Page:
Monday, July 1, 1996
Viewpoints: 'Scumballs' and ballparks

BY CLIFF RADEL
The Cincinnati Enquirer

Be careful when you open your voice mail. Gangsters With Drama and Riverfront rooters with attitude might be rumbling.

''Where are the parents of these kids?'' asked Nancy Herbert of Cheviot.

''These are teen-age criminals. They hang out in gang houses. What kind of person owns these places?'' wondered Mary North of Hyde Park.

''This gang is all over town,'' reported Shannon Mitchell of Bridgetown. ''If the police want to catch them, they hang out at the Our Lady of Lourdes festival every summer. They harass people, pushing, shoving, saying things and picking fights.''

These readers called about Gangsters With Drama. The west-side gang recently shot up three houses on three upstanding residential streets. Wondering what it's like to wake up to the sound of gunfire, I went to the streets to get the neighbors' take on these early-morning shootings.

Gary Sweeney of Westwood lives ''right down the street'' from one of the house shootings. He pointed out that ''the media and the police focus so much on the armed militia of middle-aged men. They tend to ignore the armed militia of these teen-age gangs.''

''These scumballs tried to recruit my daughter into their gang. They went to her place of employment to sign her up. The police must stop them,'' said Dale of Bridgetown, who asked ''for obvious reasons'' that his last name not be used.

''My old hometown of Kenosha, Wis., has refused to let gangsters come in,'' noted Bob Byrne of Delhi Township. ''This has happened through the cooperation of a strong school board, the police, and city fathers and mothers. Kids can't even draw gang signs without getting in trouble. If they can accomplish this in Kenosha, we can do it in Cincinnati.''

Go north

On a lighter note, fans of dull old Riverfront Stadium in the Age of Marge told me where to go:

''Move to Cleveland, punk,'' advised Junie Arnold of Milford.

''I'll never understand your generation,'' said Ralph Young of Norwood.

''Rock 'n' roll is just noise,'' pronounced Jack Schroeder of Covington. ''It has nothing to do with baseball. You may think you'll turn people on by playing it at a baseball game. But after a while, you'll turn them away.''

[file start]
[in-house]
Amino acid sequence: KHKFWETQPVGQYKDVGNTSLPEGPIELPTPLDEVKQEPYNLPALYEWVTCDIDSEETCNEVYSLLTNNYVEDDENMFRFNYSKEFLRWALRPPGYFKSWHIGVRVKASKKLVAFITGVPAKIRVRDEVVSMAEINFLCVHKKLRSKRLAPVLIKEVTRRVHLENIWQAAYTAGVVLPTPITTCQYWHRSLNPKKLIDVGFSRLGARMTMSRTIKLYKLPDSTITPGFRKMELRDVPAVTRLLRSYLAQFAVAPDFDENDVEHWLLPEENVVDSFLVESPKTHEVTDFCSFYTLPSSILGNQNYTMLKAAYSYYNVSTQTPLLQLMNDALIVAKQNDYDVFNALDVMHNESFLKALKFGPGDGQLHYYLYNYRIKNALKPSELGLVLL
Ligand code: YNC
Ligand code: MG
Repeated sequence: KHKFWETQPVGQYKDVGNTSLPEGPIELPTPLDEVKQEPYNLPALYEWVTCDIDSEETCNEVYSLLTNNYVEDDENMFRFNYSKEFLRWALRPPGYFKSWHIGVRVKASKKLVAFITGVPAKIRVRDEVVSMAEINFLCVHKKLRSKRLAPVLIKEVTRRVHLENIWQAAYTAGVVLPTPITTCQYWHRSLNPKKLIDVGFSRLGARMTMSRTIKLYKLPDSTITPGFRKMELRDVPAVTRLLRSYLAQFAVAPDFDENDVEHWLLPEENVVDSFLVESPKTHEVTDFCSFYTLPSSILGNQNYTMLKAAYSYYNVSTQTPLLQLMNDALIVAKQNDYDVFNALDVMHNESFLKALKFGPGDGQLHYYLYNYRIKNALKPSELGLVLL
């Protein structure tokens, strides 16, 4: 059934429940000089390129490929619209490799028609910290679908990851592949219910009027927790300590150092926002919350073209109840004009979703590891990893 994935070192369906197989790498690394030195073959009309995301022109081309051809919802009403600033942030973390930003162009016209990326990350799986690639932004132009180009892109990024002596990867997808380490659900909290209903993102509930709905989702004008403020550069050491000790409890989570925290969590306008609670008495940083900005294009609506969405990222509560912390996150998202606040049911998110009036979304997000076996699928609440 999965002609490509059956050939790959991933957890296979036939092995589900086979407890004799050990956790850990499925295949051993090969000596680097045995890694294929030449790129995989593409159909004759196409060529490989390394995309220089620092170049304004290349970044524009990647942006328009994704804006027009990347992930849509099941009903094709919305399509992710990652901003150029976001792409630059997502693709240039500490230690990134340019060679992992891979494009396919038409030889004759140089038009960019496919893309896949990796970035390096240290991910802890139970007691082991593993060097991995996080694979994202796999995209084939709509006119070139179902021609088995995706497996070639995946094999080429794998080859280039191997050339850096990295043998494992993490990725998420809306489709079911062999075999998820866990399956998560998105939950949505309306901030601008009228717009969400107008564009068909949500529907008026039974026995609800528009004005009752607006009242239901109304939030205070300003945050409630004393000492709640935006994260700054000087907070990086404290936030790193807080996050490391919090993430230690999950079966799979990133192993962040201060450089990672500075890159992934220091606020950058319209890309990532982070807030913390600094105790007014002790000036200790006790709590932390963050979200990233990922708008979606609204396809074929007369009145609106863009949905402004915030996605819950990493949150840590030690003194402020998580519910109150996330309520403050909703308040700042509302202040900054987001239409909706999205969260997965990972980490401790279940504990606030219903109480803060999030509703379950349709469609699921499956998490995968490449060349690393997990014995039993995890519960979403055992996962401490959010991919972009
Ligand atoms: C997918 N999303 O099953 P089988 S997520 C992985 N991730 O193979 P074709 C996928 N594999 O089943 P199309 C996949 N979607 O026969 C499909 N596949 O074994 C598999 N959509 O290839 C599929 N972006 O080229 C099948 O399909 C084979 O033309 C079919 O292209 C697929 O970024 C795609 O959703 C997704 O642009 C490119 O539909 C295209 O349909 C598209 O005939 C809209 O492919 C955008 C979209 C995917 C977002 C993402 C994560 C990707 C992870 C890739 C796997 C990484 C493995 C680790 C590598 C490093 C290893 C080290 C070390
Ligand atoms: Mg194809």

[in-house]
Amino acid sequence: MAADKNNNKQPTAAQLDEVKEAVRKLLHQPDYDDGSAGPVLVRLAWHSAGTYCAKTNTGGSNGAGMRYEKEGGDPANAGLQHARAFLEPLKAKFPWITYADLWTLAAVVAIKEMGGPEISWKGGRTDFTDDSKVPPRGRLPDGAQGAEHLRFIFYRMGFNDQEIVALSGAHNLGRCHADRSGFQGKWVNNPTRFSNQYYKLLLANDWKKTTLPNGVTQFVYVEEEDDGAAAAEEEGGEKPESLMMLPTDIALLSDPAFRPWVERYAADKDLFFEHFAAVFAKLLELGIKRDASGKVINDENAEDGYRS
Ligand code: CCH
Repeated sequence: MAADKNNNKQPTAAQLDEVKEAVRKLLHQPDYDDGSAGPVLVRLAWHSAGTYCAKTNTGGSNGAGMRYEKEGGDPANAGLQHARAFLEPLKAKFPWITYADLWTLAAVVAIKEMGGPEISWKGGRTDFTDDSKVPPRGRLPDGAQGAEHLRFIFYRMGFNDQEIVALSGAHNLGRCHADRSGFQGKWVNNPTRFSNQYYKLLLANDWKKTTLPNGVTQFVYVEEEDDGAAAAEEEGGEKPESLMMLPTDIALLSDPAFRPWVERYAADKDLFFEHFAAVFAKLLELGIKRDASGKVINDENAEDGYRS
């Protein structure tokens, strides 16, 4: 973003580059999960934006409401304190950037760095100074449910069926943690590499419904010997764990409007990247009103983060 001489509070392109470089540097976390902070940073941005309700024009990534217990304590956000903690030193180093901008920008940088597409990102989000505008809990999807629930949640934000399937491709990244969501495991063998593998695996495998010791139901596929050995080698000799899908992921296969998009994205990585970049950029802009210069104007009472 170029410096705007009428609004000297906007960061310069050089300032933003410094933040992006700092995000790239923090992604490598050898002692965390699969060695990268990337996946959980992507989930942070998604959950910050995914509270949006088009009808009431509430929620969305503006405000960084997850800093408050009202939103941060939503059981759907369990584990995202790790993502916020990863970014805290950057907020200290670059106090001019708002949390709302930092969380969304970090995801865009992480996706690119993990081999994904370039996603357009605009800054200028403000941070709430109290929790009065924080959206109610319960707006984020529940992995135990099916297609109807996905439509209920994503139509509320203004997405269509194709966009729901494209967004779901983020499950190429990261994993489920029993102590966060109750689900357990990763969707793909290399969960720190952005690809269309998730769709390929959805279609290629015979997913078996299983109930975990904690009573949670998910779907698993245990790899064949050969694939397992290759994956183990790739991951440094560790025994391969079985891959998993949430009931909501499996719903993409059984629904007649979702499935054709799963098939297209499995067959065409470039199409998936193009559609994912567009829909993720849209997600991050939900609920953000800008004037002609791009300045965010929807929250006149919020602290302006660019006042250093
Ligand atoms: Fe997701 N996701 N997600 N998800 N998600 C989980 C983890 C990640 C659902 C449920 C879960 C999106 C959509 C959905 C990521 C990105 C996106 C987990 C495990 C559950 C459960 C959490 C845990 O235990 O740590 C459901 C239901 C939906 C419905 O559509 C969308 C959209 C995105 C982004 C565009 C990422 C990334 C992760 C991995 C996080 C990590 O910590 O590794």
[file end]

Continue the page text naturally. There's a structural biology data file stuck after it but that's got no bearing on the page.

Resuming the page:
These readers, and several just like them, were offended I took up column space comparing Cleveland's fan-friendly Jacobs Field with Riverfront Stadium.

The ballpark up north plays rock 'n' roll before the home team bats and after every play. The stadium on the river is trying to shake its image as the biggest mausoleum in the Midwest.

''Get on the ball!'' barked an anonymous caller. ''Cleveland's not so special. They say they're sold out - for the whole season, for cryin' out loud. But I saw a game last week, and two whole sections of the place were empty.''

Better two sections of a new ballpark than two-thirds of an empty bowl.

Musical stadiums

Should the Bengals' new stadium be on the Riverfront or Broadway Commons? Or should the football team go north to the burbs and let the Reds play ball in the shadow of Mount Adams? Voice mailers voted for all of the above.

''Keep slugging for one or two new stadiums at Broadway Commons,'' urged Rob Stewart of Anderson Township. ''It would be great for downtown.''

''Stick the Bengals in the suburbs where all of their fans are,'' argues Bob Holder, downtown.

''If they're having second thoughts about where to put the new Bengals stadium, they should reconsider combining it with a new convention center,'' suggests Neil Reck of Pleasant Ridge.

''If we have to pay to upgrade the convention center, let's go all the way and attach it to a domed stadium. That'll give us the big, big space that gigantic conventions need.''

Don Faller of Sharonville says he goes to 25 Reds games a year. He'll continue to do that if the new ballpark is built on the Riverfront. If the stadium goes to Broadway Commons, he'll stay home.

''I would walk 10 minutes to my car in that fringe neighborhood,'' he says, ''just to find my windows smashed in. No thanks.''

Cliff Radel's column appears in The Enquirer Monday, Wednesday and Friday. Available to speak to groups. Tips and comments most welcome. Call 768-8379 or fax at 768-8340.